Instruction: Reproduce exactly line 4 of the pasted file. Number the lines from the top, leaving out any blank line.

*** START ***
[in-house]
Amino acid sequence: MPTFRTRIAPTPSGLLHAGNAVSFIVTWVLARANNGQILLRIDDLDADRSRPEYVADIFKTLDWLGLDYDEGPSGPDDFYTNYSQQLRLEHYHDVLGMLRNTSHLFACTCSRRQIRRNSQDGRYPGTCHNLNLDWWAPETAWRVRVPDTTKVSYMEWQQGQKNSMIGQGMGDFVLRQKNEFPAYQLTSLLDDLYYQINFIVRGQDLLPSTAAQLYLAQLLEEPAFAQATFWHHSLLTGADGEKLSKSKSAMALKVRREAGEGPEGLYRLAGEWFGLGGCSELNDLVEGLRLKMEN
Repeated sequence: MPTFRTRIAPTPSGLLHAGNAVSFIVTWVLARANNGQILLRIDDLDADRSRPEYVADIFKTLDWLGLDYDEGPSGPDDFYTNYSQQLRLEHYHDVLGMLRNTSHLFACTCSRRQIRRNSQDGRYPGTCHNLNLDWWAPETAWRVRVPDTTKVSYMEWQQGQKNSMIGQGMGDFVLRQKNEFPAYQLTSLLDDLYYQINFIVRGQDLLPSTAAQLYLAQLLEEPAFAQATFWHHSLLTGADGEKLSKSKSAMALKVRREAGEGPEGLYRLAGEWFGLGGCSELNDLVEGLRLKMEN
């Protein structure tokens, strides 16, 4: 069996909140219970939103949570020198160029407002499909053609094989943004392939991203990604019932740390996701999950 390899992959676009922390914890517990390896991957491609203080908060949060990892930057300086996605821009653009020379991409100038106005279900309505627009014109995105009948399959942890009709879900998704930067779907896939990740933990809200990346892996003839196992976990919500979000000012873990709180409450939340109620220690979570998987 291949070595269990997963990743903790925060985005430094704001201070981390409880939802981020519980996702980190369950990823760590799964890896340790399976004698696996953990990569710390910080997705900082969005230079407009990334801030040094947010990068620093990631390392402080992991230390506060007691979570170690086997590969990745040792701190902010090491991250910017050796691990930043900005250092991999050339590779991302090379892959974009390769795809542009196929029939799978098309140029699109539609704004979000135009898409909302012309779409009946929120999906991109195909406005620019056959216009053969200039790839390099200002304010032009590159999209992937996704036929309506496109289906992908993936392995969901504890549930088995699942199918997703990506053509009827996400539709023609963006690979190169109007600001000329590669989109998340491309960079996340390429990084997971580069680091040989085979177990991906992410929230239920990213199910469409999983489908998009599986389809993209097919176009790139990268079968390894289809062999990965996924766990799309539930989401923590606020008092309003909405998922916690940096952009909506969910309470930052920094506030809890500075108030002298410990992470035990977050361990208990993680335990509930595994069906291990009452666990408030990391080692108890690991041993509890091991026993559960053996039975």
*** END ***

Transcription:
């Protein structure tokens, strides 16, 4: 069996909140219970939103949570020198160029407002499909053609094989943004392939991203990604019932740390996701999950 390899992959676009922390914890517990390896991957491609203080908060949060990892930057300086996605821009653009020379991409100038106005279900309505627009014109995105009948399959942890009709879900998704930067779907896939990740933990809200990346892996003839196992976990919500979000000012873990709180409450939340109620220690979570998987 291949070595269990997963990743903790925060985005430094704001201070981390409880939802981020519980996702980190369950990823760590799964890896340790399976004698696996953990990569710390910080997705900082969005230079407009990334801030040094947010990068620093990631390392402080992991230390506060007691979570170690086997590969990745040792701190902010090491991250910017050796691990930043900005250092991999050339590779991302090379892959974009390769795809542009196929029939799978098309140029699109539609704004979000135009898409909302012309779409009946929120999906991109195909406005620019056959216009053969200039790839390099200002304010032009590159999209992937996704036929309506496109289906992908993936392995969901504890549930088995699942199918997703990506053509009827996400539709023609963006690979190169109007600001000329590669989109998340491309960079996340390429990084997971580069680091040989085979177990991906992410929230239920990213199910469409999983489908998009599986389809993209097919176009790139990268079968390894289809062999990965996924766990799309539930989401923590606020008092309003909405998922916690940096952009909506969910309470930052920094506030809890500075108030002298410990992470035990977050361990208990993680335990509930595994069906291990009452666990408030990391080692108890690991041993509890091991026993559960053996039975």